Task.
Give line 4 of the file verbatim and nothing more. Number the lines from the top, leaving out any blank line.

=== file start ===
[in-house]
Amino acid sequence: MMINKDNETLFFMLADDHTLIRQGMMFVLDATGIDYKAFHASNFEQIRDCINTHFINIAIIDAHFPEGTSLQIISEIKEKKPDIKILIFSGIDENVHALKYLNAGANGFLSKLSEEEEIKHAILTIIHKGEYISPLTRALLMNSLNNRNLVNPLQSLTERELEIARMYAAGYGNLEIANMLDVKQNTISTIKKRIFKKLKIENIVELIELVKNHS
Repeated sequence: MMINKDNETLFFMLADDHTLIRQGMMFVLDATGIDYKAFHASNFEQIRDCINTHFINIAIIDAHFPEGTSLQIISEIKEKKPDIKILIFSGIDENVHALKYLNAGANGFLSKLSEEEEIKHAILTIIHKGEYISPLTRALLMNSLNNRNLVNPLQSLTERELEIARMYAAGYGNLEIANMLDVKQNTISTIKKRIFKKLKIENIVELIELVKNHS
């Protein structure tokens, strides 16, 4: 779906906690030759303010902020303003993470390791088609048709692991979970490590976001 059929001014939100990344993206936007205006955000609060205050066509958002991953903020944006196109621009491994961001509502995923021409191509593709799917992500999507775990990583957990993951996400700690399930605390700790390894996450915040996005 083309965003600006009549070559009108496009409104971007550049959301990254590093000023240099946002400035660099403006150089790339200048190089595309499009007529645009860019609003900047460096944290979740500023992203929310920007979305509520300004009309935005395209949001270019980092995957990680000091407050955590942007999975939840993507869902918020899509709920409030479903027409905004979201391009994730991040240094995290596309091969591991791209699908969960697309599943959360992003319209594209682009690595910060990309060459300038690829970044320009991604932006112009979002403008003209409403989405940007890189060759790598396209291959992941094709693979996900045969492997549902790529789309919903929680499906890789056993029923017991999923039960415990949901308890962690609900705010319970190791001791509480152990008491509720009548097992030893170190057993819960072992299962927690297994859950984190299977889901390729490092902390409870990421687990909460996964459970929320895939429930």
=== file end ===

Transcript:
């Protein structure tokens, strides 16, 4: 779906906690030759303010902020303003993470390791088609048709692991979970490590976001 059929001014939100990344993206936007205006955000609060205050066509958002991953903020944006196109621009491994961001509502995923021409191509593709799917992500999507775990990583957990993951996400700690399930605390700790390894996450915040996005 083309965003600006009549070559009108496009409104971007550049959301990254590093000023240099946002400035660099403006150089790339200048190089595309499009007529645009860019609003900047460096944290979740500023992203929310920007979305509520300004009309935005395209949001270019980092995957990680000091407050955590942007999975939840993507869902918020899509709920409030479903027409905004979201391009994730991040240094995290596309091969591991791209699908969960697309599943959360992003319209594209682009690595910060990309060459300038690829970044320009991604932006112009979002403008003209409403989405940007890189060759790598396209291959992941094709693979996900045969492997549902790529789309919903929680499906890789056993029923017991999923039960415990949901308890962690609900705010319970190791001791509480152990008491509720009548097992030893170190057993819960072992299962927690297994859950984190299977889901390729490092902390409870990421687990909460996964459970929320895939429930």